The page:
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19 January 2010
Defend Jobs: Nationalise Bosch
After all the talking, Bosch are closing the plant taking the jobs of 900 workers and their families.
Yet again, a multi-national company are moving out of Wales and the UK after years of profit-making at the workforce's expense and millions of Welsh taxpayers' pounds to make even more profit in the low wage economy of Eastern Europe.
Alec Thraves, Socialist Party Wales
We need to send them the message - this plant will close in 18 months over our dead body! Rather than talk redundancy, our union has to shout to Bosch, the Welsh Assembly and the New Labour Government in London - No Closure, No Job Losses! The only language that the Company will listen to is if the workforce is prepared to take industrial action.
Unite members in the Visteon Plants occupied when their company went into administration last year. They couldn't save the plants but they forced former owner Ford to stump up big redundancy money. Linamar in Swansea were forced to reinstate sacked Unite Convenor Rob Williams, who is a member of the Socialist Party after his members voted to strike.
The workers there were given confidence by a huge public rally which showed the workers how much support they had.
The same sympathy exists for Bosch workers now.
Bosch workers have made countless sacrifices over the last few years to stop the plant closing but the thanks of management is to recommend the closure of the plant in Miskin.
We should demand the opening of the books. Let's see if this closure is not about making more profits as we believe. Give the Company accounts to the union to look at in front of the shop stewards and the workforce.
In any case, after 18 months of the worst recession since the 1930s, we can't afford any more closures and mass job losses.
Thousands of other workers in Wales and the UK will also lose their jobs if the plant closes in the supplier companies.
Yet more ghost towns and working-class families on the breadline. Emergency times require emergency measures. Miskin Plant should be nationalised. If it was good for the banks why can't manufacturing plants be taken into public ownership to save jobs and communities? If necessary, alternative products should be produced.
The alternative is a disaster.
- Fight the closure - ballot for industrial action
- Open the books - let's see if the closure is justified
- If Bosch walk away - nationalise the plant to save the jobs
After months of "warnings", Bosch have announced that they will close their car components plant in Miskin in 18 months' time - and move production to Hungary. They say that their Hungarian operation can do the work for 2/3 the cost. If Bosch get away with this, 900 workers at the plant will lose their jobs. Thousands of other Welsh and UK jobs also depend on the car industry supply chain.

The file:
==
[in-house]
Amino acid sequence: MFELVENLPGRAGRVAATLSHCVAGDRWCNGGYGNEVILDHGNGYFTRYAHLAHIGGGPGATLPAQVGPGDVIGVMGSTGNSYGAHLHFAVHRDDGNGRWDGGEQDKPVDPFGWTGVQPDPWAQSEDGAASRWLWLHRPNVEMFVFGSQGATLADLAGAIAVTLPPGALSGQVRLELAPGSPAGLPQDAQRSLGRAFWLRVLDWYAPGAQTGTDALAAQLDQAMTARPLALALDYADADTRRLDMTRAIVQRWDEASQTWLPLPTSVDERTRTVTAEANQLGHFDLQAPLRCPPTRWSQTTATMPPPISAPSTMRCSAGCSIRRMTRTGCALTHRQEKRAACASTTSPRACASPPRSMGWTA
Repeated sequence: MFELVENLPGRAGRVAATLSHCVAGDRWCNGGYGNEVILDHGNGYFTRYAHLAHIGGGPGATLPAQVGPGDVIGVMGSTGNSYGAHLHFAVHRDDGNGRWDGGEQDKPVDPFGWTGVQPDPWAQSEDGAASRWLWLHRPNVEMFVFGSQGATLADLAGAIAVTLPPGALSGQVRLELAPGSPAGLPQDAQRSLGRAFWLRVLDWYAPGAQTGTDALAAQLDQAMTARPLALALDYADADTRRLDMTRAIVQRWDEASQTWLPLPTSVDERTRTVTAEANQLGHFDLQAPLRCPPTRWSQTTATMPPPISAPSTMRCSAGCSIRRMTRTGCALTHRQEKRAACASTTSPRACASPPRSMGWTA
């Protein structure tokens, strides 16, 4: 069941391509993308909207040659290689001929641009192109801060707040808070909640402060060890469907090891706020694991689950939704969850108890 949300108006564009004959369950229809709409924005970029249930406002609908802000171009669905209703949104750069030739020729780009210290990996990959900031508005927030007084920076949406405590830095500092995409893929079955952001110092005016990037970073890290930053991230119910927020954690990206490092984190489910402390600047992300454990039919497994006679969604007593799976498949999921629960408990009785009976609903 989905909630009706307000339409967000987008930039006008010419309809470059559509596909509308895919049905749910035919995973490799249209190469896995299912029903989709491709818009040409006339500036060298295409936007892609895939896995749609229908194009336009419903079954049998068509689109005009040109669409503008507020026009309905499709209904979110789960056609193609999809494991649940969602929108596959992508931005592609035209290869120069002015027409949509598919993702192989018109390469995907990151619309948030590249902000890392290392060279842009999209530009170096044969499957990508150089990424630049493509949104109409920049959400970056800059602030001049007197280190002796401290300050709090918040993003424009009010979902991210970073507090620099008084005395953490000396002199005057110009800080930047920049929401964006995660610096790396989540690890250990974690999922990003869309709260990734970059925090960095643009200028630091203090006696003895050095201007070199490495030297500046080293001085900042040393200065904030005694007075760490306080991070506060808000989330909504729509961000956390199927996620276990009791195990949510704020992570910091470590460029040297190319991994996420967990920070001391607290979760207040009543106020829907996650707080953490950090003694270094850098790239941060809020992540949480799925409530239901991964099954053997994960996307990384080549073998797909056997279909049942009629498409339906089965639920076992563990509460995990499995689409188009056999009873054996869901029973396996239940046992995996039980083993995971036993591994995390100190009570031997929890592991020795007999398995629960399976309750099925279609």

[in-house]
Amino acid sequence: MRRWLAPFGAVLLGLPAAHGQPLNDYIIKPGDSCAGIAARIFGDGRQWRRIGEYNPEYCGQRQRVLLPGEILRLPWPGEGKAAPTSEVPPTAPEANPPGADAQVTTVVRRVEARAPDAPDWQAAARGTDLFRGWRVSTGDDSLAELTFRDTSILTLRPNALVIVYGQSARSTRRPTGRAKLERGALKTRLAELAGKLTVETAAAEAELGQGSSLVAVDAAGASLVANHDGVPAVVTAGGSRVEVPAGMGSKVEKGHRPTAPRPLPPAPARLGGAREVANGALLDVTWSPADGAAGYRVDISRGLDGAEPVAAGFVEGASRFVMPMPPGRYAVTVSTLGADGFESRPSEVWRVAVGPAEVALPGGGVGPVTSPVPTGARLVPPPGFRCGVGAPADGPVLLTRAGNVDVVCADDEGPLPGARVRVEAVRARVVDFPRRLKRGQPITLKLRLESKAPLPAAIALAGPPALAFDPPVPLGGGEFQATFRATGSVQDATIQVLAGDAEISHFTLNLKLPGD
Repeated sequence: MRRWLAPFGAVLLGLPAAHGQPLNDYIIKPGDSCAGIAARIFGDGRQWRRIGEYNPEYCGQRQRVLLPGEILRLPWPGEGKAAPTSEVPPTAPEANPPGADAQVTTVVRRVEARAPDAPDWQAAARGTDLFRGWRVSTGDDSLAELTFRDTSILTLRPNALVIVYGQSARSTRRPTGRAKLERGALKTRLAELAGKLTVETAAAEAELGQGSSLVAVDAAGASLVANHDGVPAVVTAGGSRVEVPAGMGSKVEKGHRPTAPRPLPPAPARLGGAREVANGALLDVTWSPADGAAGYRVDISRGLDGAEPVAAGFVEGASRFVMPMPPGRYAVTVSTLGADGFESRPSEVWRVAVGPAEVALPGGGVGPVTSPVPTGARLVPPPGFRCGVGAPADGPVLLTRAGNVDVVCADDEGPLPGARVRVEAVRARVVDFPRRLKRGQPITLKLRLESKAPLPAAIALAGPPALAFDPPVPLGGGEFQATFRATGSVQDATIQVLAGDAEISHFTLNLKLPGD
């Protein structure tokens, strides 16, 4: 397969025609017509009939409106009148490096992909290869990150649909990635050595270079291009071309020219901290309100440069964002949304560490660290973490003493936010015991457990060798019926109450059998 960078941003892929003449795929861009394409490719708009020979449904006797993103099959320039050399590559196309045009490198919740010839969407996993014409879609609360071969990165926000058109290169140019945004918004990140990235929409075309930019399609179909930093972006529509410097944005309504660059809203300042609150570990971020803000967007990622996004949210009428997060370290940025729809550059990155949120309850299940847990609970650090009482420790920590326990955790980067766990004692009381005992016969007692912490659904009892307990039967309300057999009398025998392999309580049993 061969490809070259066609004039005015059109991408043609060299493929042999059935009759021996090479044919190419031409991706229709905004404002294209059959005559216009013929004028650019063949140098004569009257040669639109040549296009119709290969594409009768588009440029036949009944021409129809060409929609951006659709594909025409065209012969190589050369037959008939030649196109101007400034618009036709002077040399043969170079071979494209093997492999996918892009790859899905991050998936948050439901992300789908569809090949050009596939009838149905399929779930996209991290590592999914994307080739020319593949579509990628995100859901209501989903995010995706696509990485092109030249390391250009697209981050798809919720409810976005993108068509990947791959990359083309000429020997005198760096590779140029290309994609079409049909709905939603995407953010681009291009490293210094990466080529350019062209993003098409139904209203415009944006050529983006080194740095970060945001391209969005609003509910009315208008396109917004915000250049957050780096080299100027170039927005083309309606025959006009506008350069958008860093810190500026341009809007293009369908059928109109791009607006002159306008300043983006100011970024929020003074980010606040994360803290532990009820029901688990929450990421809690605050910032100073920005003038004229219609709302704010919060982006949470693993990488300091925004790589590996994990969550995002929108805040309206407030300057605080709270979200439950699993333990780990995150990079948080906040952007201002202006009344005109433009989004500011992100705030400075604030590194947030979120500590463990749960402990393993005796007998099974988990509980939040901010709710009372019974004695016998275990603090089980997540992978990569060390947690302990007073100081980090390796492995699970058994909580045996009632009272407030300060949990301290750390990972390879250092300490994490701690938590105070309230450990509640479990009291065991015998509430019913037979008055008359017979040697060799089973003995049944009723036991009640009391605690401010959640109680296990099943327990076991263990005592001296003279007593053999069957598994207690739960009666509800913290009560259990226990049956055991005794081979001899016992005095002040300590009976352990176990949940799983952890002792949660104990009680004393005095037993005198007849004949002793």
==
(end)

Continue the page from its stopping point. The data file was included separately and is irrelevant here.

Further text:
Socialist Party Wales
Back in October, a Bosch spokesperson told the press that the South Wales plant was working with Bosch Germany on the next generation of alternators - cutting edge technology. But, it seems, the plant will not be allowed to put the alternator it helped to design into production. Yet again, a multi-national company is moving out of Wales and the UK, after years of profit-making at the workforce's expense - and millions of Welsh taxpayers' pounds in order to make even more profit in the low wage economy of Eastern Europe.
Thousands of jobs in Wales have gone in the last 18 months. Official figures list unemployment at 125,000. We cannot afford to lose these jobs - some of the most skilled we have. Bosch also runs an apprenticeship scheme, which receives an avalanche of applications every year, despite an extremely demanding selection process.
When Bosch cut 600 jobs at the plant last year, no action was taken because these workers were on casual and agency contracts. Despite all the Welsh Assembly's retraining efforts, a large percentage of those workers still haven't found jobs. Even many of those who are in work have had to take a big cut in pay and conditions.
Bosch workers need to demand nationalisation. If the government can take over banks, they can take over factories to save jobs. Clearly, Bosch is not ready to move production, yet. That means that workers can still have leverage on the company.
In the mass meeting held at the plant on Saturday, the union told workers that the only issue was how much redundancy they could get. The threat of industrial action could change the situation completely and put the company on the back foot.
If workers at Bosch fight, they have the chance of keeping the plant open. At worst, a fight would force Bosch to put more money on the table to secure a closure. Last year, Unite members in the car component sector showed it was possible to fight and win victories against the odds. Workers at the three (Ex-Fords) Visteon plants occupied their plants, when the company filed for bankruptcy. Although the occupations didn't manage to keep the plants open, they did force Fords to offer large redundancy payments.
At the Linamar (ex-Fords/Visteon) plant in Swansea, management sacked the convenor ( and Socialist Party member) Rob Williams, last summer - and then were forced to reinstate him after the workforce took an overwhelming vote for strike action. Workers from car plants far and wide had pledged their support and hundreds had come down to Swansea for a rally of support. Bosch workers will have the same support - and support from the general public - if they decide to fight.
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